Love, murder, war, betrayal
This is the story of the five extraordinary queens who helped the Norman kings of England rule their dominions. Recognised as equal sharers in the royal authority, their story is packed with tragedy, high drama, even comedy.
Heroines, villains, stateswomen, lovers
Beginning with Matilda of Flanders, who supported William the Conqueror in his invasion of England in 1066, and culminating in the turbulent life of the Empress Maud, whoc claimed to be queen of England in her own right and fought a bitter war to the end, the five Norman queens are revealed as hugely influential figures and fascinating characters.
In Alison Weir's hands, these pioneering women reclaim their rightful roles at the centre of English history.
Includes a new foreword by the author
The story of the death, in sinister circumstances, of the boy-king Edward V and his younger brother Richard, Duke of York, is one of the most fascinating murder mysteries in English history. It is a tale with profound moral and social consequences, rich in drama, intrigue, treason, scandal and violence.
In this gripping book Alison Weir re-examines all the evidence - including that against the Princes' uncle, Richard III, whose body was recently discovered beneath a Leicester car park. She brilliantly reconstructs the whole chain of events leading to their murder and reveals how, why and by whose order they died.
Previously published as The Princes in the Tower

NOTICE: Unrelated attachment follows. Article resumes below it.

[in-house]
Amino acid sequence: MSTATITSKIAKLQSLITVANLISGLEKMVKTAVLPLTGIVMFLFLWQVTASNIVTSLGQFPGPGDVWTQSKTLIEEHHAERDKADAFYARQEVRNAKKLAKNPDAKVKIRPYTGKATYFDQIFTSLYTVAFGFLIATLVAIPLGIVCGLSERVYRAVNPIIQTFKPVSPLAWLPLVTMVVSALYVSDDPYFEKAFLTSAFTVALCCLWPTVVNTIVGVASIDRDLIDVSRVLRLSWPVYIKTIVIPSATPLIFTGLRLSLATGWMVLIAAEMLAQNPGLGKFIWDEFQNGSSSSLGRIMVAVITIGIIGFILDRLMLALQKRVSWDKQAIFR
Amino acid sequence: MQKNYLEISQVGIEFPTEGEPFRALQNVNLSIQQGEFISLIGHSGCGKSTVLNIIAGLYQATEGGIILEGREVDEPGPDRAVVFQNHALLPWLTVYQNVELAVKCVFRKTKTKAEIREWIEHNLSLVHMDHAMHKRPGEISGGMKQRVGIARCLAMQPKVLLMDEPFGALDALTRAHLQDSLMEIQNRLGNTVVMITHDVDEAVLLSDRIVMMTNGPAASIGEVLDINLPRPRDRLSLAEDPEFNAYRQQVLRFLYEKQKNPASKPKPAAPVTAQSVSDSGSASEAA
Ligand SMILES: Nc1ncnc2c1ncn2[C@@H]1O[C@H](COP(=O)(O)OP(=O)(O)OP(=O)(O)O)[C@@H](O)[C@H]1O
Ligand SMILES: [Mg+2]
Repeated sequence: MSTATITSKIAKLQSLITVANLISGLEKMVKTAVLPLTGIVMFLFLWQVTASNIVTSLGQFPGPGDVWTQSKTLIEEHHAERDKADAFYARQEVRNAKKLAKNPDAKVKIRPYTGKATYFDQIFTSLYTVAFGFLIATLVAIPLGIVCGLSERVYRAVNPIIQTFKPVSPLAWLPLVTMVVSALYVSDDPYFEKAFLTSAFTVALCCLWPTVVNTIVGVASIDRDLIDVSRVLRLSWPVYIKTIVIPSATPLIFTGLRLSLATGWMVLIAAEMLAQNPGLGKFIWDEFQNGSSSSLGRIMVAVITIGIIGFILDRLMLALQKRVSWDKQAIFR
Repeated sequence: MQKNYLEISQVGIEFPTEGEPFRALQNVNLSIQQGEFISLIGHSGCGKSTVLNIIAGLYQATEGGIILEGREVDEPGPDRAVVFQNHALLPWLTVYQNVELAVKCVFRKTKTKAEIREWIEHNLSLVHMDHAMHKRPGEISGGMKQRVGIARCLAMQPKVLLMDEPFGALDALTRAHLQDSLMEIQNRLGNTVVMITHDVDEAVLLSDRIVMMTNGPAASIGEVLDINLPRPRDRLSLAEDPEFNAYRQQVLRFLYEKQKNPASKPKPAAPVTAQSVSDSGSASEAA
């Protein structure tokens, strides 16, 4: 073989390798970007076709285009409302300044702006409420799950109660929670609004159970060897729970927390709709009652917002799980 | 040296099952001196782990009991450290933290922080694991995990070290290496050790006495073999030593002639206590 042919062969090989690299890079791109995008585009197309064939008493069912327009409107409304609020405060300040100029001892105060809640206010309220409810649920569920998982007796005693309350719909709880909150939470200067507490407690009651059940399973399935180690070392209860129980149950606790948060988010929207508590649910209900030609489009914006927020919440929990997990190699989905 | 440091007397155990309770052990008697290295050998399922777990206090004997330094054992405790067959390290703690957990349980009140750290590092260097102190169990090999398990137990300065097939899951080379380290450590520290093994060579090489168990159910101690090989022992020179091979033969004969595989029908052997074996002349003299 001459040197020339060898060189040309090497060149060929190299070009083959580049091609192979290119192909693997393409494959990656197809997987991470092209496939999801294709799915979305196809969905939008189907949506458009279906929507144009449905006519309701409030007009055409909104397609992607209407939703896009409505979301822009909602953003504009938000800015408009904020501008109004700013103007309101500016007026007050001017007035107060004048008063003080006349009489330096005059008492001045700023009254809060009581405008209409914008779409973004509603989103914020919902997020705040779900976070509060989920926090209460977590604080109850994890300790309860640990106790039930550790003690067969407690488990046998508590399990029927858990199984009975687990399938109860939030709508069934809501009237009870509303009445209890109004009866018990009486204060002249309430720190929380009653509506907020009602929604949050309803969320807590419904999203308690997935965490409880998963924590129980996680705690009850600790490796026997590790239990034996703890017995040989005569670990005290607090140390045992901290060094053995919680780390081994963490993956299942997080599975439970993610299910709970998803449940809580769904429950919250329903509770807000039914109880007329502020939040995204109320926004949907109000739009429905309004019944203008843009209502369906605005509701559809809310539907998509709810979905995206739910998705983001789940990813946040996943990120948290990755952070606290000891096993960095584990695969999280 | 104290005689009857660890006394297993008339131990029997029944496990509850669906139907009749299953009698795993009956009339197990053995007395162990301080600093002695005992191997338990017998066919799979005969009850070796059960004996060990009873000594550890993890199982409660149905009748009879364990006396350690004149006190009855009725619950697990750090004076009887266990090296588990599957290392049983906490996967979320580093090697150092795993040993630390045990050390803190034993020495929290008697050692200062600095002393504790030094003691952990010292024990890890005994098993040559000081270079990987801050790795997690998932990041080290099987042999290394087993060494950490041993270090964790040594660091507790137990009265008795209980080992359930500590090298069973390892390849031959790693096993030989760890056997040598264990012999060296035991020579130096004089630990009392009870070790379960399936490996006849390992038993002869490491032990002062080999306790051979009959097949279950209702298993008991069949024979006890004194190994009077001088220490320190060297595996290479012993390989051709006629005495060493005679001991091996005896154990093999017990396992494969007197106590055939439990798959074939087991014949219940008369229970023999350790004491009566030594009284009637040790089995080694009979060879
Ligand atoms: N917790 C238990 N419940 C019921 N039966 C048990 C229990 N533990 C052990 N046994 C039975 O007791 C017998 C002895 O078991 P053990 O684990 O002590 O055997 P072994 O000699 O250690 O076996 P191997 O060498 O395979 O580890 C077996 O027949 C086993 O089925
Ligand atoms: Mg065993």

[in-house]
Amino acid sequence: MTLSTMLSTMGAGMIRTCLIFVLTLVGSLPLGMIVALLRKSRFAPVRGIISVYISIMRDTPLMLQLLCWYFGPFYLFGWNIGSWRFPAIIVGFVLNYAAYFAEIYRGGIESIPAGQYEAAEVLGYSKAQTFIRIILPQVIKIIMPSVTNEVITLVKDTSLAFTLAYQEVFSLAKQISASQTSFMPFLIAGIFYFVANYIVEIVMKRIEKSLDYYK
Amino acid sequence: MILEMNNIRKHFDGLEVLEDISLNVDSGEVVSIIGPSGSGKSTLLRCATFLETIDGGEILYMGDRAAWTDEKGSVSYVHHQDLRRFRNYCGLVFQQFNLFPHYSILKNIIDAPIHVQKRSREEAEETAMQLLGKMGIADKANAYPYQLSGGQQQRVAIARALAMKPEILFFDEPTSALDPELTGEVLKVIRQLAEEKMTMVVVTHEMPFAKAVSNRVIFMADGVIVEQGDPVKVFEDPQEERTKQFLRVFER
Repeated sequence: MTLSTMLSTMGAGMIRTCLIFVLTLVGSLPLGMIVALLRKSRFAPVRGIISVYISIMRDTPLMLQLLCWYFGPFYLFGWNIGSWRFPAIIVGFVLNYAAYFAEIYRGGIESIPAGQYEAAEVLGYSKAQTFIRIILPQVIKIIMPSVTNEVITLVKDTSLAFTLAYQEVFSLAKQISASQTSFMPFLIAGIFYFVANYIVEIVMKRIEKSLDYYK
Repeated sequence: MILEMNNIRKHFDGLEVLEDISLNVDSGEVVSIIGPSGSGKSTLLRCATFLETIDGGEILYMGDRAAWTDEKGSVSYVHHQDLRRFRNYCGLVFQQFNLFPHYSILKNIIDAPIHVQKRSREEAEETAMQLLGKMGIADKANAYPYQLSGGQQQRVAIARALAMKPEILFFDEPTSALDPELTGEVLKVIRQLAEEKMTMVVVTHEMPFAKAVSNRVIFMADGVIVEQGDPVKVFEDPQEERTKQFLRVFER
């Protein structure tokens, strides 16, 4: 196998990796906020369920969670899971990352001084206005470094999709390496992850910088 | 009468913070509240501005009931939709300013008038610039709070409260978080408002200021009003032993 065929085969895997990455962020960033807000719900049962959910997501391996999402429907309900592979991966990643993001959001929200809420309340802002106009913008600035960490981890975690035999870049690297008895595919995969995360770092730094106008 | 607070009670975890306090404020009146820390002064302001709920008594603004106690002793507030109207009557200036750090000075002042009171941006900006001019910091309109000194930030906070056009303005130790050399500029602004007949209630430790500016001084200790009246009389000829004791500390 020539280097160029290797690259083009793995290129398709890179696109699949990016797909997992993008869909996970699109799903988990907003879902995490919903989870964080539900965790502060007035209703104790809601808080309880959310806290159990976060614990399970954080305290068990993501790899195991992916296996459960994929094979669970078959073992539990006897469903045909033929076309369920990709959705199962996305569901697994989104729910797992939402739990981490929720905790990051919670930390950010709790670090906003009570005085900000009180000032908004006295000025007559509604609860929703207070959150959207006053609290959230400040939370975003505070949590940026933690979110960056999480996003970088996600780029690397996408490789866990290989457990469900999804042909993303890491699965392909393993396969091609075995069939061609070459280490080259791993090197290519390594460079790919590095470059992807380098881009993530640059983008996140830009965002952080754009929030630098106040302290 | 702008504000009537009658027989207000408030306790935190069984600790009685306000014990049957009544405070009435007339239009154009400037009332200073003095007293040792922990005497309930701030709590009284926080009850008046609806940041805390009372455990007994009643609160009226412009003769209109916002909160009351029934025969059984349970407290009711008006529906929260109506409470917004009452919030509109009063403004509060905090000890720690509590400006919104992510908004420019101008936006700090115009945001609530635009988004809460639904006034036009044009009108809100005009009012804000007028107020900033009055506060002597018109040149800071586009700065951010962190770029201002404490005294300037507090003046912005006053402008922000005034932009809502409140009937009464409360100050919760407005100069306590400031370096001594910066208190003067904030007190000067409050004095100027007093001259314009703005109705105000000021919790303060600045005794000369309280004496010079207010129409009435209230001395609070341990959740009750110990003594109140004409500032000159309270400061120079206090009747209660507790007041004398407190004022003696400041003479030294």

'This six-book series looks likely to become a landmark in historical fiction' The Times Alison Weir, historian and author of the Sunday Times-bestselling Six Tudor Queens series, relates one of the most tragic stories in English history: Katheryn Howard, Henry VIII's fifth queen.'With characteristic verve and stunning period detail, this novel will captivate you and break your heart. Utterly sublime' TRACY BORMAN'Conveys the heart-rending pathos of a young woman executed, whose only real crime was her naïveté and her desire to be loved... It is a profoundly moving story that lingers long after the last page is turned' ELIZABETH FREEMANTLE'Alison's sensitively drawn novel will change everyone's preconceptions' SUSAN RONALD...A NAIVE YOUNG WOMAN AT THE MERCY OF HER AMBITIOUS FAMILY.At just nineteen, Katheryn Howard is quick to trust and fall in love.She comes to court. She sings, she dances. She captures the heart of the King. Henry declares she is his rose without a thorn. But Katheryn has a past of which he knows nothing. It comes back increasingly to haunt her. For those who share her secrets are waiting in the shadows, whispering words of love... and blackmail. KATHERYN HOWARDTHE FIFTH OF HENRY'S QUEENS.HER STORY.Acclaimed, bestselling historian Alison Weir draws on extensive research to recount one of the most tragic tales in English history - that of a lively, sweet but neglected girl, used by powerful men for their own gain. History tells us she died too soon.This mesmerising novel brings her to life. PRAISE FOR THE SIX TUDOR QUEENS SERIES:'Weir is excellent on the little details that bring a world to life' Guardian'Alison Weir makes history come alive as no one else' Barbara Erskine'Well researched and engrossing' Good Housekeeping'Utterly gripping and endlessly surprising' Tracy Borman 'Hugely enjoyable . . . Alison Weir knows her subject and has a knack for the telling and textural detail' Daily Mail